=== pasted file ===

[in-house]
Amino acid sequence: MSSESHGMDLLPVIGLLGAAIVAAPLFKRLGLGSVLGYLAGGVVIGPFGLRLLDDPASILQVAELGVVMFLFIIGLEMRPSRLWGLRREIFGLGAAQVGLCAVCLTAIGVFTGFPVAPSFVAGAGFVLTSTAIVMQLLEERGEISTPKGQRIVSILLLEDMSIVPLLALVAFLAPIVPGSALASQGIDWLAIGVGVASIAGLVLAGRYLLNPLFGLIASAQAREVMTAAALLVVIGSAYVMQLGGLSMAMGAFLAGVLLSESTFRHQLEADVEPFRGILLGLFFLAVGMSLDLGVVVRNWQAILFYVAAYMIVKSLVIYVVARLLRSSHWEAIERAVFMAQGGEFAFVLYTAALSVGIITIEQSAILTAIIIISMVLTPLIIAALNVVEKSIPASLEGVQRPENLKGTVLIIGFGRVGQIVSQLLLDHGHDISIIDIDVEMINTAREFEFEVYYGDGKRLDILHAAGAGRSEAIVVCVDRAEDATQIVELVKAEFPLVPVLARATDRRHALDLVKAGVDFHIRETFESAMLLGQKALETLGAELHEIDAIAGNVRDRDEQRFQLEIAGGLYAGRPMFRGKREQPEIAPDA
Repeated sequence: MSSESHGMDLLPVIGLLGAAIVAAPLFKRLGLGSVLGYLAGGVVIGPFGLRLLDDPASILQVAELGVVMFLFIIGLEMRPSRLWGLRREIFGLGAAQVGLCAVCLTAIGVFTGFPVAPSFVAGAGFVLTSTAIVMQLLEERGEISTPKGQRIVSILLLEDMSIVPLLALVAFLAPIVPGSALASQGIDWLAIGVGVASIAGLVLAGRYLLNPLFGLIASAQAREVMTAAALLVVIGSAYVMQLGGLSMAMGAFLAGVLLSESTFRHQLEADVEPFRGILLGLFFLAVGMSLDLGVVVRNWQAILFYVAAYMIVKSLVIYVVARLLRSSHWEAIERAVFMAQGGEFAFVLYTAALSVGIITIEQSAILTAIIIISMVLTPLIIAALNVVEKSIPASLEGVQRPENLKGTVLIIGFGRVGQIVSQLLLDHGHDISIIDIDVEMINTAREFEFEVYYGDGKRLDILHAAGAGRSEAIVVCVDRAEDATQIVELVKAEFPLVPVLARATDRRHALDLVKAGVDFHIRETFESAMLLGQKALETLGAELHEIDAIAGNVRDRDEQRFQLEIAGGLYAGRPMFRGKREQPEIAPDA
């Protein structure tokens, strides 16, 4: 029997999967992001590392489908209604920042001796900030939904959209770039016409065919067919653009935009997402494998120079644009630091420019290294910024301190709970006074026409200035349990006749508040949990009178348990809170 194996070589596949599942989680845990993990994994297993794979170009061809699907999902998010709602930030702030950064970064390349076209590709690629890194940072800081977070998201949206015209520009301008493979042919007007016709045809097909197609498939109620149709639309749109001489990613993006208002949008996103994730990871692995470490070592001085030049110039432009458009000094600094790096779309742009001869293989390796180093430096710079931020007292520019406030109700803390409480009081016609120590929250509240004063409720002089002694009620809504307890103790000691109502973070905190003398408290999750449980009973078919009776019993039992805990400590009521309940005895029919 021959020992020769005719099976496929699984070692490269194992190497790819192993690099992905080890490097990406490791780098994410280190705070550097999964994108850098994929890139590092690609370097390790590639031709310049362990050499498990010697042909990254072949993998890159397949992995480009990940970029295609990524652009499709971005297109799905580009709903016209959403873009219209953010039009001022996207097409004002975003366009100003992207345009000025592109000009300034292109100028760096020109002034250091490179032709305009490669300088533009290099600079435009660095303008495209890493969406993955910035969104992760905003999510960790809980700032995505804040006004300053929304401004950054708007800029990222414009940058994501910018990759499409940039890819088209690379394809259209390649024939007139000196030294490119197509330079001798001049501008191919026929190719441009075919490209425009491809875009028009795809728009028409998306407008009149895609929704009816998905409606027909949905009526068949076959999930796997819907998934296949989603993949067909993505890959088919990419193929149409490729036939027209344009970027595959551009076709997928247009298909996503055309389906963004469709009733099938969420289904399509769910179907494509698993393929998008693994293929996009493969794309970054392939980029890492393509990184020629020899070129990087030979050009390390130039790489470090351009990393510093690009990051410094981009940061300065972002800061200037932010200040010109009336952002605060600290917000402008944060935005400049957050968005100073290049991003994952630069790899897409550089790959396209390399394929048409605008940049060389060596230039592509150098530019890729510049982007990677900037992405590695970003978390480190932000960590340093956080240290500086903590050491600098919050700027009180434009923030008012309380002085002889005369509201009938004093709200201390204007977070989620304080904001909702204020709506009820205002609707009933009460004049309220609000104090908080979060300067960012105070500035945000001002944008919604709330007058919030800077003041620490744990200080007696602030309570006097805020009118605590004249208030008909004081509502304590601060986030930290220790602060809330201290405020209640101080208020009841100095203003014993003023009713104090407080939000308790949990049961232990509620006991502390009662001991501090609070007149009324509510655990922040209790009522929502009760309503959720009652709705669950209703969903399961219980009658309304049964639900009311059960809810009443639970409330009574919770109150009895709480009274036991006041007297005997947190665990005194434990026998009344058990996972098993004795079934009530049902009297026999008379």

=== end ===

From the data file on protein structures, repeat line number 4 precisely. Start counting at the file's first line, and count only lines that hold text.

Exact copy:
């Protein structure tokens, strides 16, 4: 029997999967992001590392489908209604920042001796900030939904959209770039016409065919067919653009935009997402494998120079644009630091420019290294910024301190709970006074026409200035349990006749508040949990009178348990809170 194996070589596949599942989680845990993990994994297993794979170009061809699907999902998010709602930030702030950064970064390349076209590709690629890194940072800081977070998201949206015209520009301008493979042919007007016709045809097909197609498939109620149709639309749109001489990613993006208002949008996103994730990871692995470490070592001085030049110039432009458009000094600094790096779309742009001869293989390796180093430096710079931020007292520019406030109700803390409480009081016609120590929250509240004063409720002089002694009620809504307890103790000691109502973070905190003398408290999750449980009973078919009776019993039992805990400590009521309940005895029919 021959020992020769005719099976496929699984070692490269194992190497790819192993690099992905080890490097990406490791780098994410280190705070550097999964994108850098994929890139590092690609370097390790590639031709310049362990050499498990010697042909990254072949993998890159397949992995480009990940970029295609990524652009499709971005297109799905580009709903016209959403873009219209953010039009001022996207097409004002975003366009100003992207345009000025592109000009300034292109100028760096020109002034250091490179032709305009490669300088533009290099600079435009660095303008495209890493969406993955910035969104992760905003999510960790809980700032995505804040006004300053929304401004950054708007800029990222414009940058994501910018990759499409940039890819088209690379394809259209390649024939007139000196030294490119197509330079001798001049501008191919026929190719441009075919490209425009491809875009028009795809728009028409998306407008009149895609929704009816998905409606027909949905009526068949076959999930796997819907998934296949989603993949067909993505890959088919990419193929149409490729036939027209344009970027595959551009076709997928247009298909996503055309389906963004469709009733099938969420289904399509769910179907494509698993393929998008693994293929996009493969794309970054392939980029890492393509990184020629020899070129990087030979050009390390130039790489470090351009990393510093690009990051410094981009940061300065972002800061200037932010200040010109009336952002605060600290917000402008944060935005400049957050968005100073290049991003994952630069790899897409550089790959396209390399394929048409605008940049060389060596230039592509150098530019890729510049982007990677900037992405590695970003978390480190932000960590340093956080240290500086903590050491600098919050700027009180434009923030008012309380002085002889005369509201009938004093709200201390204007977070989620304080904001909702204020709506009820205002609707009933009460004049309220609000104090908080979060300067960012105070500035945000001002944008919604709330007058919030800077003041620490744990200080007696602030309570006097805020009118605590004249208030008909004081509502304590601060986030930290220790602060809330201290405020209640101080208020009841100095203003014993003023009713104090407080939000308790949990049961232990509620006991502390009662001991501090609070007149009324509510655990922040209790009522929502009760309503959720009652709705669950209703969903399961219980009658309304049964639900009311059960809810009443639970409330009574919770109150009895709480009274036991006041007297005997947190665990005194434990026998009344058990996972098993004795079934009530049902009297026999008379």